North Carolina

In August 2006 the North Carolina governor Mike F. Easley (1950) signed a new law that created the North Carolina Innocence Inquiry Commission (NCIIC). The eight-member committee will review innocence claims and new evidence not previously presented at trial. After a majority recommendation by the committee, a disputed case will be reviewed by a panel of three North Carolina Superior Court judges. A unanimous decision by the panel can overturn a conviction. The NCIIC is the first commission of its type in the United States. In ''North Carolina Becomes First State with an Innocence Commission'' (TalkLeft.com, August 3, 2003), Jeralyn Merritt reports that after signing the bill the governor remarked, ''As a state that exacts the ultimate punishment, we should continue to ensure that we have the ultimate fairness in the review of our cases.''


In February 2007 the Tennessee governor Phil N. Bredesen (1943) ordered a ninety-day moratorium on executions until the state's lethal injection and electrocution procedures could be reviewed and revised. New lethal injection protocols were issued by May 2007, and the state ended the moratorium that month with the execution of Philip Workman. Workman had been convicted of killing a police officer in 1982. The state announced that a postexecution autopsy indicated the lethal injection procedure had proceeded properly.


In Recommendations to Governor Rick Perry (January 2006, http://www.governor.state.tx.us/divisions/general__counsel/files/CJAC-0106.doc), the Governor's Criminal Justice Advisory Council (CJAC) in Texas makes a number of recommendations to change the state's justice system to reduce the number of wrongful convictions. These include changes to allow greater postconviction DNA testing and grants for innocence projects at the state's law schools. In addition, the CJAC recommends greater funding for a public defenders office and increased compensation for prisoners who have been wrongfully convicted.


On June 14, 2001, Governor Rick Perry (1950) signed the Texas Fair Defense Act, providing, for the first time, state funding for indigent (poor) defense services. The $12 million yearly appropriation helps establish public defender offices. Two lawyers are provided in capital cases, unless the state indicates in writing that it will not seek the death penalty. The law also limits judges' powers by requiring appointments be made from a rotating list of qualified lawyers. Moreover, courts must pay reasonable fees, including necessary overhead reimbursements.

Under the law, death penalty lawyers have to attend annual training on capital defense to remain on the rotating list. In addition, the law established a Texas Task Force on Indigent Defense to be responsible for setting standards for lawyers. The task force also monitors the operation of the public defender programs in the counties. The task force and the county capital appointment committee review the list of lawyers who handle capital cases.

The Texas Fair Defense Act was passed as a result of findings by Texas Appleseed, a nonpartisan legal advocacy group. In December 2000 Texas Appleseed reported in The Fair Defense Report: Analysis of Indigent Defense Practices in Texas (http://www.texasappleseed.net/pdf/projects__fairDefense_fairref.pdf) that, unlike other active death penalty states, Texas had been ''virtually alone'' in not having a statewide program to assist indigent defendants with legal representation. As of November 20, 2000, among states that most actively imposed the death penalty, Texas was one of two states that did not fund indigent defense representation (Arizona was the other state). Texas was also the only state that had no statewide oversight commission, public defender agencies, and capital trial unit.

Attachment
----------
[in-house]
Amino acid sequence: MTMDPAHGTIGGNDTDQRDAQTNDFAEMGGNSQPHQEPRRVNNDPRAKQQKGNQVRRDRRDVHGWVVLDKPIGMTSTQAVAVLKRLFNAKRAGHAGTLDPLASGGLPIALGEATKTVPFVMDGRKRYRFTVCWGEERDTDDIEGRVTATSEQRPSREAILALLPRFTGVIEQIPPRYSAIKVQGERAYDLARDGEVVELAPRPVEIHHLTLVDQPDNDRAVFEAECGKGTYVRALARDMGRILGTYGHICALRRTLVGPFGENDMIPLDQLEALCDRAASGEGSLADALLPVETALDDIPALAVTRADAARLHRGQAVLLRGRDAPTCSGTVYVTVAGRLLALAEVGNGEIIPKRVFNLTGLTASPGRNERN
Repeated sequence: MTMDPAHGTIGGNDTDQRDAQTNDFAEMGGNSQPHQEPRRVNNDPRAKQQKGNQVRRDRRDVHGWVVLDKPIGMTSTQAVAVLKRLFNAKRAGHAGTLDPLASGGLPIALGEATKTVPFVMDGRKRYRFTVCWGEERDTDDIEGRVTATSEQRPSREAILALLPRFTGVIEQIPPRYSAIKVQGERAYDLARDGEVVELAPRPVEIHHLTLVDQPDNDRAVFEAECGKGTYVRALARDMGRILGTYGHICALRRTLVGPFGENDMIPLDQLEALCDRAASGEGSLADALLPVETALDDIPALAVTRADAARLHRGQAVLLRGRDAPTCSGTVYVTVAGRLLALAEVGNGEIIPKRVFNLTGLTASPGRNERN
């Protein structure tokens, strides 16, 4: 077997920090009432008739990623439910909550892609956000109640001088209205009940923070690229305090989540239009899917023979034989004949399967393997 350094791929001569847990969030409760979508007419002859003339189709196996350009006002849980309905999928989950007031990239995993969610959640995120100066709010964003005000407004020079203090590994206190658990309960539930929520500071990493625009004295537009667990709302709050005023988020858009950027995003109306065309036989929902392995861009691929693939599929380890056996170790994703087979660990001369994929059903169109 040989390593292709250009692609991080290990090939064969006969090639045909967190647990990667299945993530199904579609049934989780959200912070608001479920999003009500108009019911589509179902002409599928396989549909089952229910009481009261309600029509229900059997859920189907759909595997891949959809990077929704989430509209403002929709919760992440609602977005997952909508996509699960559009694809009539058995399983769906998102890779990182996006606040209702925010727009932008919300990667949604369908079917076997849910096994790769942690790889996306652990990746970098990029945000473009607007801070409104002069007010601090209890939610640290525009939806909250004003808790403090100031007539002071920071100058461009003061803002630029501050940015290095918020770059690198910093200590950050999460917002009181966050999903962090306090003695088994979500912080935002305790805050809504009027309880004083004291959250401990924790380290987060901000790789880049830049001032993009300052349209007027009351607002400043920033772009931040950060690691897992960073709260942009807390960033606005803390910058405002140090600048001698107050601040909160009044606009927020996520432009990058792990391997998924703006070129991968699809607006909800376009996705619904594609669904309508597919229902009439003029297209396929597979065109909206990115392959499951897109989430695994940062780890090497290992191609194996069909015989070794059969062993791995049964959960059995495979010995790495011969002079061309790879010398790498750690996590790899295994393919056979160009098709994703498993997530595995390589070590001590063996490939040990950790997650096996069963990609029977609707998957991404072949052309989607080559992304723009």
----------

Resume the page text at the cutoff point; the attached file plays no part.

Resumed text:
Texas Appleseed pointed out that Texas did not have an oversight commission that could develop standards for appointment and compensation of lawyers in capital cases. In some states a similar commission also monitors the performance of the defense counsel and the judges' fee decisions.

Many death penalty states have a specialized statewide capital trial unit that assists court-appointed private defense lawyers. In addition, nine statesColorado, Connecticut, Delaware, Maryland, Missouri, New Hampshire, New Jersey, New Mexico, and Wyominghave a public defender program, most of which provide public defenders in every county statewide. Texas, however, used private lawyers appointed by judges on a case-by-case basis. These lawyers lacked the support of a public defender system that could make available the expertise of other lawyers more experienced in capital cases, as well as the training programs that such a system provides.



A plea agreement between a serial killer and Norm Maleng, the prosecutor for King County, Washington, caused controversy over the fair application of the death penalty. Gary Leon Ridgway escaped the death penalty by agreeing to provide information about the forty-eight women he had murdered. Ridgway, known as the Green River Killer because he dumped the bodies of his victims, many of them prostitutes and runaways, along the Green River near Seattle, Washington, committed his crimes between 1980 and 1998. Authorities say this is the largest number of murders ever committed by a serial killer. In November 2001 authorities linked Ridgway's DNA to samples found on some of the victims. In December 2003 Ridgway received forty-eight consecutive life terms without the possibility of parole. He was also ordered to pay $10,000 for each victim.